“We do this sometimes once or twice a week, sometimes every other day,” the woman who’d served us the brew remarked. “Always plenty of beans for all of us!”
Why, of course. I peeked through the window of a large shack beside the house: Inside, girls and young women were industriously helping their mothers sort the mounds of dried beans they’d collected in straw baskets.
Most of these greenish beads of bliss would go straight to the market, to be consumed, sooner or later, by someone sitting in a cafeteria on the other side of the world. (That’s how coffee and a few other commodities like candlenut and cocoa help most families in Manggarai make a living and send their children to school.) The rest would stay here, ending up at the bottom of people’s cups after being stripped of their shape, zest, taste and scent. Only the black sheen would remain.
For devout coffee aficionados such as the Manggarai, whose fertile highlands are blanketed in plantations of one of the most adored – and heavily exported – coffee varieties in Indonesia, freshness is the main – if not the only – point of concern. Roasting raw coffee beans is a routine commonly observed in any kitchen or backyard on a typical afternoon, whether here in Melo or in a neighboring village. As for grinding, not a day goes by in this coffee country without at least a few households engaging in this activity.
In Their Veins
As the sky gradually turned gloomier, the fathers and the older boys came home, to the welcoming gestures of the women. These men had just returned from a caci performance held not far from the main road. The Manggarai’s most celebrated traditional whip-fighting ritual turned sporting event, caci is customarily held after a major rice harvest for the sake of the communities involved, or as a sideshow to celebrations of certain national holidays. In the latter case, however, it is more an ostentatious spectacle for attraction-thirsty tourists than a sincere display of gratitude toward the munificence of Mother Earth and the ancestral spirits.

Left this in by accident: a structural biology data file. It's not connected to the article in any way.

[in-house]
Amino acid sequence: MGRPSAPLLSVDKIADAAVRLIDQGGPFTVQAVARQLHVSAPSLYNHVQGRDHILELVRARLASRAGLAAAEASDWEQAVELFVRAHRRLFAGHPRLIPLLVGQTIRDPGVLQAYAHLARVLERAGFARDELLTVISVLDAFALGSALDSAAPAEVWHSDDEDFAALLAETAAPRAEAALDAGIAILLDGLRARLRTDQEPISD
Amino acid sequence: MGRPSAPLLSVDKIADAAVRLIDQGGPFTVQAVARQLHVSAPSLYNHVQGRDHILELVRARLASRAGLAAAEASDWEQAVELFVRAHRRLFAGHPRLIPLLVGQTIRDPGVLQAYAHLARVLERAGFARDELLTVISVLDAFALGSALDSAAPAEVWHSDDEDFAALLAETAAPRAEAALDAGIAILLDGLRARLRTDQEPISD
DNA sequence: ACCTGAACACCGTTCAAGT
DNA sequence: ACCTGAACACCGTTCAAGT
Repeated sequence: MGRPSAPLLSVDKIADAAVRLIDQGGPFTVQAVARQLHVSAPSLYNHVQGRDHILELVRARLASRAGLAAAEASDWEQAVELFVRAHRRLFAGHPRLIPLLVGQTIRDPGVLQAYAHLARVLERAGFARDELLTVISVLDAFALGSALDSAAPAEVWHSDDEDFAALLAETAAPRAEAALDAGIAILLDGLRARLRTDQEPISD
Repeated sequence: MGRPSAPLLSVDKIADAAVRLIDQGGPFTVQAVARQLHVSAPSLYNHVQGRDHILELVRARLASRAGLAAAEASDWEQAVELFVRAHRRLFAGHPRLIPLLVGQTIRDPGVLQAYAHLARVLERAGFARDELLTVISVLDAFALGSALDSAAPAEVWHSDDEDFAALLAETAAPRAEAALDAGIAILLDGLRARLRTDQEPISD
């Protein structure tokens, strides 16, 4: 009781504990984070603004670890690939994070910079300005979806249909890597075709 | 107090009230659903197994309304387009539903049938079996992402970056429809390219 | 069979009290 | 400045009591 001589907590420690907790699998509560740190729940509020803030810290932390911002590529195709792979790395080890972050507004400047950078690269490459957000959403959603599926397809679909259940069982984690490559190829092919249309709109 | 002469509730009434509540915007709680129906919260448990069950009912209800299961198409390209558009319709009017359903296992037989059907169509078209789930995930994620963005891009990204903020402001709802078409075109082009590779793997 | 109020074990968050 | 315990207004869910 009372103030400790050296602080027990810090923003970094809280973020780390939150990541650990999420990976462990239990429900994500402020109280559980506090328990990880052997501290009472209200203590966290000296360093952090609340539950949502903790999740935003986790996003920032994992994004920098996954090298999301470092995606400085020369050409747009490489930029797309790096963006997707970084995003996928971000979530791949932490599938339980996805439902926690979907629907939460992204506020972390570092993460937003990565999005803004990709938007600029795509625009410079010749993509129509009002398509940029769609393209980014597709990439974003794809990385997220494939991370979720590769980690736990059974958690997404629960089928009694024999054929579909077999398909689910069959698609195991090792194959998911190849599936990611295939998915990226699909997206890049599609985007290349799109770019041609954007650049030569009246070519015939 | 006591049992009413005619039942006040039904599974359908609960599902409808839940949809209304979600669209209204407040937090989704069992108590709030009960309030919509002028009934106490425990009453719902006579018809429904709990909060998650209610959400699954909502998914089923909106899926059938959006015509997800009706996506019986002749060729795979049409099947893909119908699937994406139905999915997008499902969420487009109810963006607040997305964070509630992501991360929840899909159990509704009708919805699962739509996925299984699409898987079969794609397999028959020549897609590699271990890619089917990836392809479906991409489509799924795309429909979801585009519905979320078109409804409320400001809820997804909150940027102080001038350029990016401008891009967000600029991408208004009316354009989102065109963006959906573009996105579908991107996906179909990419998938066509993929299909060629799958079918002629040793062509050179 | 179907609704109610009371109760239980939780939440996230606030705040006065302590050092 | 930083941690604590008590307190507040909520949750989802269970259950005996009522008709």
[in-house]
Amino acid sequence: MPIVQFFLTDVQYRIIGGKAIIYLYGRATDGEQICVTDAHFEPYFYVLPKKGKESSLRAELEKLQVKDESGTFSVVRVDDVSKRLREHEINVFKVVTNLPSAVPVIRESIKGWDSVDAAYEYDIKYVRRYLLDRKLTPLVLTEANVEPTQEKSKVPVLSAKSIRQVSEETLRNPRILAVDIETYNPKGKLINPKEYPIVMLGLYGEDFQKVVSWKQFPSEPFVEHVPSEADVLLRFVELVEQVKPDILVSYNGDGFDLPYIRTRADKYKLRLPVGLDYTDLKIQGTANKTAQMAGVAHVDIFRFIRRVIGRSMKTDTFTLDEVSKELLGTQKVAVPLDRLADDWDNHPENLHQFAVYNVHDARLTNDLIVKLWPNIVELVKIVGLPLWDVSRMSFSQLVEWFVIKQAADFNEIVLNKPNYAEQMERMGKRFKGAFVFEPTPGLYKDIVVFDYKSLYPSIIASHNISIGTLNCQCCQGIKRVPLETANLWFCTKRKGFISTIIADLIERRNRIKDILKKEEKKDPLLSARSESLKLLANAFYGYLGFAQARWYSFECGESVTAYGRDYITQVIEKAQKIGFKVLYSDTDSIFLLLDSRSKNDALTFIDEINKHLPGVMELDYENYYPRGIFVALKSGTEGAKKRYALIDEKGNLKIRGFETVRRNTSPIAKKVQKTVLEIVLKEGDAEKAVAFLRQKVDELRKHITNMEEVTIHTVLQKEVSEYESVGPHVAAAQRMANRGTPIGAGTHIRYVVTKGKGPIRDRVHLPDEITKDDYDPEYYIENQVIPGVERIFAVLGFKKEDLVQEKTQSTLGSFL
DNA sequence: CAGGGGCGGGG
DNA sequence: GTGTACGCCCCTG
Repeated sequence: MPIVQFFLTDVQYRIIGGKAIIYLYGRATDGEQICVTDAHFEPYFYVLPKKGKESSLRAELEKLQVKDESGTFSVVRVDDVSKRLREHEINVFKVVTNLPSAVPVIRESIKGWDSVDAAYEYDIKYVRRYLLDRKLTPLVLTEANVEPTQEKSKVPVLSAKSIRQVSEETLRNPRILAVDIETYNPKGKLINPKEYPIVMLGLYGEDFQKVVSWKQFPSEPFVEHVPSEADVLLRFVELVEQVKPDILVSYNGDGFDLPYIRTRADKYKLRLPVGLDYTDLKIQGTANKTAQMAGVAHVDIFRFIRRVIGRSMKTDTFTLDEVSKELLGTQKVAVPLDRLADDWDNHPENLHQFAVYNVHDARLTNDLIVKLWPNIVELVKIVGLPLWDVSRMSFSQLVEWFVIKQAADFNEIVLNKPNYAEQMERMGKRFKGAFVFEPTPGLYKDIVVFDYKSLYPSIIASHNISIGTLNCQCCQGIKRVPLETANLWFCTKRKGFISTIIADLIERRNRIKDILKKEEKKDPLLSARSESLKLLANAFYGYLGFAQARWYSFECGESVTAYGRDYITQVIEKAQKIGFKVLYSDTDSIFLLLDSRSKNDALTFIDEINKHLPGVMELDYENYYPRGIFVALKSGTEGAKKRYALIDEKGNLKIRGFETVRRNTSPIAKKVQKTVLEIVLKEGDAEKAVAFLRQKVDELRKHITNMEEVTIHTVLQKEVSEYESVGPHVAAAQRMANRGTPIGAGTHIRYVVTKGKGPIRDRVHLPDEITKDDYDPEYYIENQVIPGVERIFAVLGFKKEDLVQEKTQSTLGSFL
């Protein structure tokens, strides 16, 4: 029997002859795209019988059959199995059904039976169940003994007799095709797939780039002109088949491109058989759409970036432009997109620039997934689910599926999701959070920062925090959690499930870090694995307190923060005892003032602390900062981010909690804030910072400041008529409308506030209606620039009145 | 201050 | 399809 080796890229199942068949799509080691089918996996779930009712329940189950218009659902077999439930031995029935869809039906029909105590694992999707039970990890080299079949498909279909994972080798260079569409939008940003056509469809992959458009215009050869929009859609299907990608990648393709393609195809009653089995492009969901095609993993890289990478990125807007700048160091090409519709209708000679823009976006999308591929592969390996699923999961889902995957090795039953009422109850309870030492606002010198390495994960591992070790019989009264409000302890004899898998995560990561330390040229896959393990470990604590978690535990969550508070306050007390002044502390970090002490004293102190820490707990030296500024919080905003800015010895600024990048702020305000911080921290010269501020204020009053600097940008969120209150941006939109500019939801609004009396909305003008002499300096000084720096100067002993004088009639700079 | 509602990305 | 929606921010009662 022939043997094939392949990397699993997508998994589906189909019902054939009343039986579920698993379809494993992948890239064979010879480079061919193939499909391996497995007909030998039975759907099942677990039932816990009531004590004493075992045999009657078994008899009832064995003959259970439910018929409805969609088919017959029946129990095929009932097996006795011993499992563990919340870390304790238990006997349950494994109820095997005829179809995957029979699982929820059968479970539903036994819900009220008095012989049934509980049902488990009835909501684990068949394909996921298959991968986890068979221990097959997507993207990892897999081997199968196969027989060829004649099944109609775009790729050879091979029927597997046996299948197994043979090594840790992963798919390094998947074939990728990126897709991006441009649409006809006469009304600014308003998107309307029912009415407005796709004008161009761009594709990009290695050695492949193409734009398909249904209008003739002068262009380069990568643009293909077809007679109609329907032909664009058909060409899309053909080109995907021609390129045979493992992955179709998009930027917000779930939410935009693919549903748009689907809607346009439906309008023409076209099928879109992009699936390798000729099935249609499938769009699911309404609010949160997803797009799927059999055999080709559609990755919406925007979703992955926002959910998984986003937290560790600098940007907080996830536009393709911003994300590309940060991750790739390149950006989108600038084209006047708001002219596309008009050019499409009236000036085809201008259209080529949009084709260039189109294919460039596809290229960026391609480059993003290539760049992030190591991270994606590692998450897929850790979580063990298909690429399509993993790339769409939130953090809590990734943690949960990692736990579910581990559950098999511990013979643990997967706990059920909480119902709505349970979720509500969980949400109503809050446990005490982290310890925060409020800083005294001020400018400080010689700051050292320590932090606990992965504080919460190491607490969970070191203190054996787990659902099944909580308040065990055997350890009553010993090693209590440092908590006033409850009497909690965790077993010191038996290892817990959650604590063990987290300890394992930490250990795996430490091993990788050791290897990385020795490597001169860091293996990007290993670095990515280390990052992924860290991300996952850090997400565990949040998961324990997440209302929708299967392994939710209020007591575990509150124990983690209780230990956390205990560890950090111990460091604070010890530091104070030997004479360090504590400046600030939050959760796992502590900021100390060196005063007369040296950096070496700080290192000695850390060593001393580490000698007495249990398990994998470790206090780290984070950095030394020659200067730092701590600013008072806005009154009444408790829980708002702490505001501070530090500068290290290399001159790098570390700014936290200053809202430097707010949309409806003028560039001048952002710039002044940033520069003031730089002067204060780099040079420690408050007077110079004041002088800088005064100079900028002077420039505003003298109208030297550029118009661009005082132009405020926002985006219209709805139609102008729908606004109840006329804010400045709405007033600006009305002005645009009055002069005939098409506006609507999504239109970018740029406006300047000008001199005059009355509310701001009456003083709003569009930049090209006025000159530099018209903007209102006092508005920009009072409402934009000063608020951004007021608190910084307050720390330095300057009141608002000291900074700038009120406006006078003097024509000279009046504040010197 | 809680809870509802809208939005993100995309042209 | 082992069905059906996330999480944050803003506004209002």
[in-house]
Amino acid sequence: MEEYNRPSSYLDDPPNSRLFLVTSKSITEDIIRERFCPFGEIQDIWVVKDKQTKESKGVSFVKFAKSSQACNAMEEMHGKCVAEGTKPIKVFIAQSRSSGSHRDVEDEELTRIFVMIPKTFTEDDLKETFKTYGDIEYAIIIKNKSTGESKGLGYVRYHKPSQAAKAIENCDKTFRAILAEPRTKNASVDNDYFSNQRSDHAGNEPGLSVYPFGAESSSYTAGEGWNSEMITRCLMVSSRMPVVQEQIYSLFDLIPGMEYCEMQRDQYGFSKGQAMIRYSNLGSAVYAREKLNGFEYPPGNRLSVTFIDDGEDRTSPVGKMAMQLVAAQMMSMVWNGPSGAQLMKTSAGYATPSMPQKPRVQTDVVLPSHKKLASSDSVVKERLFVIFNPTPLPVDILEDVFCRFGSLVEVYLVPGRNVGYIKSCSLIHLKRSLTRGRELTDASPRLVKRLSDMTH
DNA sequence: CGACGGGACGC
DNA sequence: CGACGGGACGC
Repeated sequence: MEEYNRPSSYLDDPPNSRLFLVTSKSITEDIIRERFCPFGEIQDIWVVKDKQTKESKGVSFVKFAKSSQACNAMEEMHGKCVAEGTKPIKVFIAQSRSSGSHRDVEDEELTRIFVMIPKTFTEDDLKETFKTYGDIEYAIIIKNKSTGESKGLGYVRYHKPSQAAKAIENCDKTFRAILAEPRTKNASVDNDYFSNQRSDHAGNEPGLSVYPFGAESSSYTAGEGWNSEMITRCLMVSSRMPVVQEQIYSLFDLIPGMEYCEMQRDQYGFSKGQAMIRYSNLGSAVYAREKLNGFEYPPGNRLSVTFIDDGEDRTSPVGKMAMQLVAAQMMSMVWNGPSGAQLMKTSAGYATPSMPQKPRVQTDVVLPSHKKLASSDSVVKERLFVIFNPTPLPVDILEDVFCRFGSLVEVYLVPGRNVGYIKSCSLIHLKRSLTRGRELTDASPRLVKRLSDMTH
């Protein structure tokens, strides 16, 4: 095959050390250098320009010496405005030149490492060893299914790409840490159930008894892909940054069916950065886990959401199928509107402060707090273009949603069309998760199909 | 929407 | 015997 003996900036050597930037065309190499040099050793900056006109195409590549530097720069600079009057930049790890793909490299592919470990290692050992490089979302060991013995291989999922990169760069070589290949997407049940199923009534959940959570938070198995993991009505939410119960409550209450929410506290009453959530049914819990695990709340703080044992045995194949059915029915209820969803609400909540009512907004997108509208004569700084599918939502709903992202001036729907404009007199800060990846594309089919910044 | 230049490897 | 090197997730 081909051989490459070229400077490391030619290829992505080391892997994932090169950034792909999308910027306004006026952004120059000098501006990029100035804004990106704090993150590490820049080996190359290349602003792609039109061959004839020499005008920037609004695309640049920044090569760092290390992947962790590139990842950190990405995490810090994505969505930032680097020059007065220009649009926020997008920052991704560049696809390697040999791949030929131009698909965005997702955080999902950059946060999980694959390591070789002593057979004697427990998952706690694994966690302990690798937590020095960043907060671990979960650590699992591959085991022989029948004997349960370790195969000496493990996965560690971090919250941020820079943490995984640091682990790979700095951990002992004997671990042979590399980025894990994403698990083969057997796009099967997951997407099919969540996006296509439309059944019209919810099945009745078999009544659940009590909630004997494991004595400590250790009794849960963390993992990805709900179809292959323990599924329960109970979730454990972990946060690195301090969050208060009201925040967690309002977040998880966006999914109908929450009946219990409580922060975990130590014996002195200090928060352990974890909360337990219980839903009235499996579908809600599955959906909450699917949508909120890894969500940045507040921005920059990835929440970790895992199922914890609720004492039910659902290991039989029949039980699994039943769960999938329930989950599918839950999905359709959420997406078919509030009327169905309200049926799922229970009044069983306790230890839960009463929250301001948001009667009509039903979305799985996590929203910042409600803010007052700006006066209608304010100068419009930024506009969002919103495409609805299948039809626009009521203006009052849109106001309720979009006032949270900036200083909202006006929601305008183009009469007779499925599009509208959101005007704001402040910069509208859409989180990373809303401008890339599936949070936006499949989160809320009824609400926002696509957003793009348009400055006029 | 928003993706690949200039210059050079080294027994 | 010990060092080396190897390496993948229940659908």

Bare chested, but sporting ornate headgear and finely crafted accessories around their waists, the caci fighters grabbed what empty chairs among us there were. Some simply sat down on a patch of grass, not remotely concerned about keeping their splendidly woven songket sarong bright and spotless. After a long day of preparations, succeeded by brief but fierce bouts of fighting, they were finally allowed their peaceful moment of repose.
Some of the men returned from the battle-dance with fresh wounds, embellishments on their solid arms, their rigid backs, their broad chests. A warrior had had the skin on the left side of his abdomen torn quite badly; the gash was covered with a slender streak of thickening blood. A curious boy poked the wound with his tiny fingers; the warrior squeaked in surprise, to which the kid, and of course the crowd, responded with frenetic laughter. His wounds, and those of the others, would soon enough be tended by mothers, wives, daughters or sisters. But the first line of treatment for these warriors following their demonstration of valor was not attention to those blood-smeared cuts. Instead, they were handed coffee.